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© Uwe Maskos
Tranche d'hippocampe de souris colorée avec deux toxines spécifiques de sous-types de récepteur nicotinique, en rouge (grains), et en vert (corps cellulaires). L'hippocampe est la zone du cerveau qui gère la mémoire spatiale.
Publication : Psychopharmacology

Attenuation of cue-induced reinstatement of nicotine seeking by URB597 through cannabinoid CB1 receptor in rats

Scientific Fields
Diseases
Organisms
Applications
Technique

Published in Psychopharmacology - 11 Feb 2016

Forget B, Guranda M, Gamaleddin I, Goldberg SR, Le Foll B

Link to Pubmed [PMID] – 26864774

Psychopharmacology (Berl.) 2016 Feb;

RATIONALE: The endocannabinoid system is composed of endocannabinoids (such as anandamide), their target receptors (CB1 and CB2 receptors, CB1Rs and CB2Rs), the enzymes that degrade them (fatty-acid-amide-hydrolase (FAAH) for anandamide), and an endocannabinoid transporter. FAAH inhibition has been recently identified as having a critical involvement in behaviors related to nicotine addiction and has been shown to reduce the effect of nicotine on the mesolimbic dopaminergic system via CB1R and peroxisome proliferator-activated receptor alpha (PPARα). Thus, inhibition of FAAH may represent a novel strategy for smoking cessation, but its mechanism of action on relapse to nicotine seeking is still unknown.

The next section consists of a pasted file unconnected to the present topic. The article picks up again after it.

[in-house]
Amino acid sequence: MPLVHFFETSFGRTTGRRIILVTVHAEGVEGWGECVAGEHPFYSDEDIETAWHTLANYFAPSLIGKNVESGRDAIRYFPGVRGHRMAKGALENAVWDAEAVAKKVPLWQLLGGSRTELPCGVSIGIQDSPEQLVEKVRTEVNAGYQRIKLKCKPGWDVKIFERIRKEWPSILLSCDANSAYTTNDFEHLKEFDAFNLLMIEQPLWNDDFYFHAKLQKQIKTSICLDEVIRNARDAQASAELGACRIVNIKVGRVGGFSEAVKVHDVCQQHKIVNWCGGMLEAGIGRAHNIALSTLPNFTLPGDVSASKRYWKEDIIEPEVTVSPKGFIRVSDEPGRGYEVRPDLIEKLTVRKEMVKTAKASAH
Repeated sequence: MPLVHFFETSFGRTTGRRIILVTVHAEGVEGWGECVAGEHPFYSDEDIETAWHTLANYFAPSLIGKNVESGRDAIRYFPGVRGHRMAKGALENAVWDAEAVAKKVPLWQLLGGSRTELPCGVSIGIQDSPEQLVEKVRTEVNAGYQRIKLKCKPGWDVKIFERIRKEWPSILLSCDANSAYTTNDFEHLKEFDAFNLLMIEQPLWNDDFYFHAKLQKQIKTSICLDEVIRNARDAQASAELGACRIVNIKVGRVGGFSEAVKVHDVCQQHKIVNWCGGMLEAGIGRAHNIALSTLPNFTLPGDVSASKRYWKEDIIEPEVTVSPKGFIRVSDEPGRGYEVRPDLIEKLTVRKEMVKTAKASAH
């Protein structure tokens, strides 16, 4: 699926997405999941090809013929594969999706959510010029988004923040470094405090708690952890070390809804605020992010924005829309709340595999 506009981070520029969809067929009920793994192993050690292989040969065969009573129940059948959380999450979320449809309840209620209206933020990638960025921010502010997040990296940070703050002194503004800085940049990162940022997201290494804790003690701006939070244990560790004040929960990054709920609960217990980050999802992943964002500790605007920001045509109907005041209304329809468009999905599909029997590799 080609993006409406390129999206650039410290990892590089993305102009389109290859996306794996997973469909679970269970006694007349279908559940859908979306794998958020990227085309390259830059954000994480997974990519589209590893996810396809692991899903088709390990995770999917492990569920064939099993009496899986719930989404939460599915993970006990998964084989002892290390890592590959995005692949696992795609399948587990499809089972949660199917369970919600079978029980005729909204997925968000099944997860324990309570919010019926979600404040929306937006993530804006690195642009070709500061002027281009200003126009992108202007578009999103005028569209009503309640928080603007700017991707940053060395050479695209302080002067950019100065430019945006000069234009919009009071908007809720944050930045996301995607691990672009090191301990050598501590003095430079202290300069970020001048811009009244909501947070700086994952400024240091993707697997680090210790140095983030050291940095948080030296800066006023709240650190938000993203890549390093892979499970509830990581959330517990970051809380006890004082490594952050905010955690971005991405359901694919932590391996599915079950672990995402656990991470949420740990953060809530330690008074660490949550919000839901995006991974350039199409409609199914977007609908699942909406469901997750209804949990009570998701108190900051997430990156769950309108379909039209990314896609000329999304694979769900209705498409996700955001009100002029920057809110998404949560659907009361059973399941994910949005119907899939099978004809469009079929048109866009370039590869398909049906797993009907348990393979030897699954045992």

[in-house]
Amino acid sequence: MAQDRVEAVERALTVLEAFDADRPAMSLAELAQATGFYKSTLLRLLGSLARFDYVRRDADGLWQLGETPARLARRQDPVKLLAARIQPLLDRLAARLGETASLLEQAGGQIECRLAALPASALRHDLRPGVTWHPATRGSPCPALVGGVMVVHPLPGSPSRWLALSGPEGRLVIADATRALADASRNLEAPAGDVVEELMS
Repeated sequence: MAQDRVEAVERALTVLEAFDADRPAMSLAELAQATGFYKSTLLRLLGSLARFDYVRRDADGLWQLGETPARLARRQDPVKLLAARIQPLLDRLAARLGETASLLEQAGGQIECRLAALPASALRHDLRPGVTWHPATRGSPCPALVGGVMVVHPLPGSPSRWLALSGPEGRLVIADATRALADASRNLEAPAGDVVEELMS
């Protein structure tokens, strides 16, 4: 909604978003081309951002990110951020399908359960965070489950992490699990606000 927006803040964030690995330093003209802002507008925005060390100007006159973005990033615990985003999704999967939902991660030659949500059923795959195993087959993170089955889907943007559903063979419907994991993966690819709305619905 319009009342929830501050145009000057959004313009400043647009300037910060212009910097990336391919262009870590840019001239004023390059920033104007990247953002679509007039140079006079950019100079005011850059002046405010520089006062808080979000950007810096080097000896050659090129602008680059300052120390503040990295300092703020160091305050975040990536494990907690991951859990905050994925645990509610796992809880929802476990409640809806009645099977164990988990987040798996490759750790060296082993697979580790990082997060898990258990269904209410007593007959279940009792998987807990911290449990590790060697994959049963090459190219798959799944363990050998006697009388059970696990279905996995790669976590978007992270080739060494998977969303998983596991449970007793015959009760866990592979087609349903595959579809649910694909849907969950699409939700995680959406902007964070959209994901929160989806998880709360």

OBJECTIVE: The study aims to explore the mechanism of action of the inhibitor of FAAH activity, URB597, on relapse to nicotine seeking by evaluating the effect of the CB1R, CB2R, and PPARα antagonists on the attenuating effect of URB597 on cue-induced reinstatement of nicotine seeking in rats.

RESULTS: URB597 reduced cue-induced reinstatement of nicotine seeking, an effect that was reversed by the CB1R antagonist rimonabant, but not by the CB2R or PPARα antagonists AM630 and MK886, respectively.

CONCLUSIONS: These results indicate that URB597 reduces cue-induced reinstatement in rats through a CB1 receptor-dependent mechanism, and not via CB2R or PPARα. Since FAAH inhibition represent a novel and promising strategy for tobacco smoking cessation, dissecting how it produces its action may lead to a better understanding of the neurobiological mechanisms underlying nicotine addiction.

http://www.ncbi.nlm.nih.gov/pubmed/26864774